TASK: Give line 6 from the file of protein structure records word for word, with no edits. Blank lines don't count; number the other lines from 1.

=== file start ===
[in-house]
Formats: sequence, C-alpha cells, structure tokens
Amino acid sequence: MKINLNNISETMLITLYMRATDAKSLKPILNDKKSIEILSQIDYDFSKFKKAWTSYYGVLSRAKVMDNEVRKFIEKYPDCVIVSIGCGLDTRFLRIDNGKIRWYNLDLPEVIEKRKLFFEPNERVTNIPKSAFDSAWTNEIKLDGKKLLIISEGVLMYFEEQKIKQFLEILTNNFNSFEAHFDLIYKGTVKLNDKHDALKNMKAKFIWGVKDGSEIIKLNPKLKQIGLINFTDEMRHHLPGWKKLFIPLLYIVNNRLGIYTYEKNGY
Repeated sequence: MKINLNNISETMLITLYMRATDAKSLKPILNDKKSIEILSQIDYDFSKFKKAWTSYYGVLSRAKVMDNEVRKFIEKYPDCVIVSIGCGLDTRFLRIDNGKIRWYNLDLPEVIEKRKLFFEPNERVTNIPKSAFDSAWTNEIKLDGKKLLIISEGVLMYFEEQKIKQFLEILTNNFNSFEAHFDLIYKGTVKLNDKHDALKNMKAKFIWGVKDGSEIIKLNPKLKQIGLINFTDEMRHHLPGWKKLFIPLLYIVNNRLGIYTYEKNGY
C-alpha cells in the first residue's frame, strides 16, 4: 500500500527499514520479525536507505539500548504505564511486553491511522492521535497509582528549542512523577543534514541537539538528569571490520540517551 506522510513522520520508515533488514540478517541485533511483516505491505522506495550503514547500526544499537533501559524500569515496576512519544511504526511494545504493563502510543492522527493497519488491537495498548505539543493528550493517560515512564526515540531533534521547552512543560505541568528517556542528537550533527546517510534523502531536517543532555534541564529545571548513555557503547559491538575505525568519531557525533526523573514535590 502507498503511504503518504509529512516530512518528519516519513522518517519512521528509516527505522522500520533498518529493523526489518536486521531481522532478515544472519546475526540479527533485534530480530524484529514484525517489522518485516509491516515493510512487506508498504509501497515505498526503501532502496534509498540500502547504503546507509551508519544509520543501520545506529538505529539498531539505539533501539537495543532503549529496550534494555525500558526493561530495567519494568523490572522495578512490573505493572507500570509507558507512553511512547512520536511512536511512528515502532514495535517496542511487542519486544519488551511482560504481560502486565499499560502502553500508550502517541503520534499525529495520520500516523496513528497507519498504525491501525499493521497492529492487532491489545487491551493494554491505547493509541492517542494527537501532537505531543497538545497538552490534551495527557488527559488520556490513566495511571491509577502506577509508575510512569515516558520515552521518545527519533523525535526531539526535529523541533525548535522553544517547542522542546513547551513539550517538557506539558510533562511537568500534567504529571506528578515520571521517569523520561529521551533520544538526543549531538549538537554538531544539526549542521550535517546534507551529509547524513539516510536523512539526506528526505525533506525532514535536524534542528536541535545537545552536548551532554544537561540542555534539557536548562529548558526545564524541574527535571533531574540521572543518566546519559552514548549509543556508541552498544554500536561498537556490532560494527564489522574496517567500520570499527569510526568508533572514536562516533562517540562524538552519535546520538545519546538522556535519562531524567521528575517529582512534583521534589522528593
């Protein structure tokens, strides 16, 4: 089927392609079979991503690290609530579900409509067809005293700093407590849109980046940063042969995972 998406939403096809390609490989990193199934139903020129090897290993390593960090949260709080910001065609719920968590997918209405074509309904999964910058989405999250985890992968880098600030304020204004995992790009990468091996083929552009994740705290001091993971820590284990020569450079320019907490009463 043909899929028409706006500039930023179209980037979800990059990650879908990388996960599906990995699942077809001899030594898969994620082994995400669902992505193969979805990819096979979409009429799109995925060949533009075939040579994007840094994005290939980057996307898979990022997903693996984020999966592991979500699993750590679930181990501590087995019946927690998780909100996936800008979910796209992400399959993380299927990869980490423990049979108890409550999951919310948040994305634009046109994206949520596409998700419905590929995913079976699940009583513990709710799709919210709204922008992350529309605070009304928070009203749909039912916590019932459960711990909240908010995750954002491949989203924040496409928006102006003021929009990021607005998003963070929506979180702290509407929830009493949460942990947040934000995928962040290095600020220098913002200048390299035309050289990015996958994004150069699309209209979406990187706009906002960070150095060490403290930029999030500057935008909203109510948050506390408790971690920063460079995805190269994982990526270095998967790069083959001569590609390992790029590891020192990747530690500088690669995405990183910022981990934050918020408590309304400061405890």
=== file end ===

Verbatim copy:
């Protein structure tokens, strides 16, 4: 089927392609079979991503690290609530579900409509067809005293700093407590849109980046940063042969995972 998406939403096809390609490989990193199934139903020129090897290993390593960090949260709080910001065609719920968590997918209405074509309904999964910058989405999250985890992968880098600030304020204004995992790009990468091996083929552009994740705290001091993971820590284990020569450079320019907490009463 043909899929028409706006500039930023179209980037979800990059990650879908990388996960599906990995699942077809001899030594898969994620082994995400669902992505193969979805990819096979979409009429799109995925060949533009075939040579994007840094994005290939980057996307898979990022997903693996984020999966592991979500699993750590679930181990501590087995019946927690998780909100996936800008979910796209992400399959993380299927990869980490423990049979108890409550999951919310948040994305634009046109994206949520596409998700419905590929995913079976699940009583513990709710799709919210709204922008992350529309605070009304928070009203749909039912916590019932459960711990909240908010995750954002491949989203924040496409928006102006003021929009990021607005998003963070929506979180702290509407929830009493949460942990947040934000995928962040290095600020220098913002200048390299035309050289990015996958994004150069699309209209979406990187706009906002960070150095060490403290930029999030500057935008909203109510948050506390408790971690920063460079995805190269994982990526270095998967790069083959001569590609390992790029590891020192990747530690500088690669995405990183910022981990934050918020408590309304400061405890």